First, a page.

Forget the best-of-what-happened-in-2010 lists and top trends to watch in 2011. I’m tired of remembering and forecasting. Let’s focus on five steps to take now to grow your business.
Yes, 4 of these 5 tips are actions to do online. They are things you can do. Now. With little or no cost, except your time. So, here’s how to kick start the new year:
1. Tell people you exist. Otherwise, they won’t find you.
There are lots of ways to accomplish this with websites, blogs and social media but my must-haves include Google Profile for individuals and Google Places for your business; and the Local Listings Center on Yahoo and also on Bing.
These are the starting line — even from those business people who still want nothing to do with Facebook, Twitter, Linkedin, YouTube. Each of these profiles enables you to list information about yourself and your business, free of charge. Expanded profiles are available if you want to pay subscription fees.
Each of these profiles helps you be found in search. Google puts your individual profile at the bottom of the first and every search result page. Google uses information from your Places entry when a customer searches the same words you’ve used to describe your business. Info you’ve shared can end up in search rank results that draw from Google Maps. And info you add to the Local Listings Center on Yahoo and Bing can appear in their search rank results, too.
None of these profiles is difficult to set up. They all enable you to link back to your business website and other online profiles. Their basic services are free of charge. What are you waiting for? Go turn ‘em on.
2. Use your real name. Use your photo.
Get over concerns about privacy and safety. Your customers expect to be able to check you out online. If you list yourself as “Jeff H.”, they’re not going to spend time trying to figure out if you are the Jeff in sales at the company they’re considering doing business with.
Same goes for whether to upload your photo. Do it. Don’t hesitate. Don’t post a cartoon version or a snapshot from your family vacation. And for heaven’s sake, don’t leave the faceless silhouette that appears on many social media sites by default.
Hire a photographer. Ask them to give you a business headshot. Then upload the same image to each online profile you use for business. You do want the same, professional image to be found anywhere and everywhere a customer can find you.
Some of my customers say they don’t want their photo online, because they’re concerned their photo might be used by someone they don’t know to do something bad. I understand that concern, but I urge you to not let it stop you from making the move that’s right for business.
Customers want to know who they’re doing business with. Help them see you’re a real person. Introduce yourself with your photo online. I can’t tell you how many times I’ve walked into a business event, stuck out my hand to say hello, and the person I’m meeting says, “I know you. I recognize you from your photo.” They’re already comfortable because they know something about me before we meet.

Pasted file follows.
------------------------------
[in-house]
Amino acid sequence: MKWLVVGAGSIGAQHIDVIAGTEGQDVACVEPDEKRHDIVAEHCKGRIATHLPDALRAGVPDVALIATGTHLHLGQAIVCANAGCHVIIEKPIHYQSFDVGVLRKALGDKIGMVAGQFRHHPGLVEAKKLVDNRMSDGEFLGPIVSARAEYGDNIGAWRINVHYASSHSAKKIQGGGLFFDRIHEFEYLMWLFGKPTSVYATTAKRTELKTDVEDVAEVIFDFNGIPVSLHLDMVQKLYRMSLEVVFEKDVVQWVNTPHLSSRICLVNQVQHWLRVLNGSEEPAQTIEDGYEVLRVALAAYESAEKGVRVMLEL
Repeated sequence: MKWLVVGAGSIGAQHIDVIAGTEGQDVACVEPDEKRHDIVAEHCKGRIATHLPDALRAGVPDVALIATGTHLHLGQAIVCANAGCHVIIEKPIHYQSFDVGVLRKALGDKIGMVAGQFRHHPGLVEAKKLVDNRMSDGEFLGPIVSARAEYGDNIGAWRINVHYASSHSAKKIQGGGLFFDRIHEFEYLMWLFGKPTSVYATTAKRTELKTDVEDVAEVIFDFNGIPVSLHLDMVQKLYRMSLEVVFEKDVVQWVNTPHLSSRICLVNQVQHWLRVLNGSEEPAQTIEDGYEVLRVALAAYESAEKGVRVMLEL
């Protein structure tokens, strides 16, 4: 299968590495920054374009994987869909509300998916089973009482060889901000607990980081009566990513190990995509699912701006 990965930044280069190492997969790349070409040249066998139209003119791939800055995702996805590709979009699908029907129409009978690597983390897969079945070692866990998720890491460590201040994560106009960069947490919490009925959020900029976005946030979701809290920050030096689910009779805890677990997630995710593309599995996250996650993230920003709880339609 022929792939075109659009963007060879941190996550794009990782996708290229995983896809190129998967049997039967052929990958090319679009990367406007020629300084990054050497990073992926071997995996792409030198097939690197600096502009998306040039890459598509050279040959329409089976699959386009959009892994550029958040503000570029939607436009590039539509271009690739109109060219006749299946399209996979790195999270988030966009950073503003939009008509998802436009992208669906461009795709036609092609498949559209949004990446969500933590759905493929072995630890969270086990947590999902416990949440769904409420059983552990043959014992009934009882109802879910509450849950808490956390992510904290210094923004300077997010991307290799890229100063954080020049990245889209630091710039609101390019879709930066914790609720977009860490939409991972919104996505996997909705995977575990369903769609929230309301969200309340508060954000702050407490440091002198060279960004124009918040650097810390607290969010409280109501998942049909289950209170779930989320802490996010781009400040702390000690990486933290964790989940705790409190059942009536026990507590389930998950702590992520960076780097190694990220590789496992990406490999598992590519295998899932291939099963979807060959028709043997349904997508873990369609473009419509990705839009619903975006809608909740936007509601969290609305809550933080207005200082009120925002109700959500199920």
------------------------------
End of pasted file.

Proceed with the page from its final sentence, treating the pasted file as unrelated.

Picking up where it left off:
3. Read events calendars, and tell customers what you’re up to.
Simple tip here that’s really hard for business people to do. The easy part: watch for and read through calendars for the business and community groups that interest you. You’ll find them everywhere on websites and blogs. Fan pages for businesses on Facebook have them. So do Linkedin profiles for individuals and groups. And, the handy part for busy business people is that many online calendars are available by email, or RSS feeds, or can be added directly into your online calendar with one click.
The hard part for business people is sharing our activities. We don’t want competitors to know what we’re up to. We don’t make the time to upload info about our events into calendars.
I learned a lesson about how valuable sharing my calendar is last year, when the vice president of marketing for a national advertising company emailed to ask if we could talk after a meeting the following week in Dayton. She hadn’t known about the group I mentioned on Linkedin, and she saw the opportunity to reach out. I doubt our paths would have crossed otherwise.
You never know where you will meet your next customer or business partner. Why not use online calendars to increase your opportunities to connect with them.
4. Don’t laugh, too loudly, but go talk with your customers.
This one requires no social media, no computers or smartphones. No kidding. Just ask your customers where and how they spend their time online. I’ll bet lunch that their answers are going to surprise you.
Ask them which websites they read. Do they use Facebook? Do they share photos or videos? How much time do they spend each day or week online? When they are shopping for a product or service, what do they expect to find online about businesses? What businesses do they follow online?
Then ask them what they want from your business online? What do they expect to learn about your business or to be able to do with your business online?
If you are not surprised — make that floored — by at least one of your customers’ answers, call me. I’ll buy lunch so I can learn more about what you’re already doing online.
5. Listen, some more.
This last one does require using a computer or smartphone and social media. If you haven’t already, get on Facebook, Linkedin, Twitter and YouTube. Go to the websites and blogs your customers said they read. Start watching how people use these sites. What do they say? What do they upload? What topics and events prompt comments and discussions? What events, photos and videos are others sharing?
What can you learn about what your competitors are doing? What questions are people asking that you can answer? What help are they seeking that you and your business can provide?
What do you know how to do what they need?
Only one way to find out.
Get your business online early in the new year.